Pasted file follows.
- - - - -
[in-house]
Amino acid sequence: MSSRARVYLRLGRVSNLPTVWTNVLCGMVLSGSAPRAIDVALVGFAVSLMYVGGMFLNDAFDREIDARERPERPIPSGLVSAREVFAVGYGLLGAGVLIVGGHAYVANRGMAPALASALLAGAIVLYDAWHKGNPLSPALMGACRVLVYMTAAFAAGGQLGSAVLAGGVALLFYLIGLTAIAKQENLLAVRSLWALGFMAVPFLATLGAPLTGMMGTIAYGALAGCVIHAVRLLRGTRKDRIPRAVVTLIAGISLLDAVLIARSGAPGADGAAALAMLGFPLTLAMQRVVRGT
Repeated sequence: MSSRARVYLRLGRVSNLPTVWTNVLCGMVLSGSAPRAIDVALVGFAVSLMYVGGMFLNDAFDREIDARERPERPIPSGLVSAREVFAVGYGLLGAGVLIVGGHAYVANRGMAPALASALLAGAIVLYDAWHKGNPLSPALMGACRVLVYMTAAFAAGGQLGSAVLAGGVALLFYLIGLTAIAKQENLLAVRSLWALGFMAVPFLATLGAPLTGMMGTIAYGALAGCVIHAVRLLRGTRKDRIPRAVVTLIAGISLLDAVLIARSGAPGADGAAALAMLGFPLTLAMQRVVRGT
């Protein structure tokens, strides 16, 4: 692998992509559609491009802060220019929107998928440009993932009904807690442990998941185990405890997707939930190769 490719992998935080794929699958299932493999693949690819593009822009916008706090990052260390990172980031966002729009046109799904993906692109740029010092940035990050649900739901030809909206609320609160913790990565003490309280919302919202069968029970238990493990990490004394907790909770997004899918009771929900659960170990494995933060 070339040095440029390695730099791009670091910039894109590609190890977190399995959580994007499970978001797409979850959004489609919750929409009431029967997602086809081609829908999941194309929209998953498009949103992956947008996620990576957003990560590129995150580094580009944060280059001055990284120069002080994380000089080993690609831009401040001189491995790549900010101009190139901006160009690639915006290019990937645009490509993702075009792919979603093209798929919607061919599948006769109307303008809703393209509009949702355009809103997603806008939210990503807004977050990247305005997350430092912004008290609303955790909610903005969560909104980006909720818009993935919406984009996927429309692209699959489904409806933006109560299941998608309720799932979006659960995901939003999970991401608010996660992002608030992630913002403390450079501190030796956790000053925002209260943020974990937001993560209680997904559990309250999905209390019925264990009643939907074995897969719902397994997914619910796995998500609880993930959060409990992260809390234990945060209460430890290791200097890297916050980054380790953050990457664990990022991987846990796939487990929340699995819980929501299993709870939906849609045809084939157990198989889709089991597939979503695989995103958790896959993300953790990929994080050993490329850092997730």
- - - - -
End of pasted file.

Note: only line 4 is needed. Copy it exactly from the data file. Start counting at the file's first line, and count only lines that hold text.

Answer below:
């Protein structure tokens, strides 16, 4: 692998992509559609491009802060220019929107998928440009993932009904807690442990998941185990405890997707939930190769 490719992998935080794929699958299932493999693949690819593009822009916008706090990052260390990172980031966002729009046109799904993906692109740029010092940035990050649900739901030809909206609320609160913790990565003490309280919302919202069968029970238990493990990490004394907790909770997004899918009771929900659960170990494995933060 070339040095440029390695730099791009670091910039894109590609190890977190399995959580994007499970978001797409979850959004489609919750929409009431029967997602086809081609829908999941194309929209998953498009949103992956947008996620990576957003990560590129995150580094580009944060280059001055990284120069002080994380000089080993690609831009401040001189491995790549900010101009190139901006160009690639915006290019990937645009490509993702075009792919979603093209798929919607061919599948006769109307303008809703393209509009949702355009809103997603806008939210990503807004977050990247305005997350430092912004008290609303955790909610903005969560909104980006909720818009993935919406984009996927429309692209699959489904409806933006109560299941998608309720799932979006659960995901939003999970991401608010996660992002608030992630913002403390450079501190030796956790000053925002209260943020974990937001993560209680997904559990309250999905209390019925264990009643939907074995897969719902397994997914619910796995998500609880993930959060409990992260809390234990945060209460430890290791200097890297916050980054380790953050990457664990990022991987846990796939487990929340699995819980929501299993709870939906849609045809084939157990198989889709089991597939979503695989995103958790896959993300953790990929994080050993490329850092997730």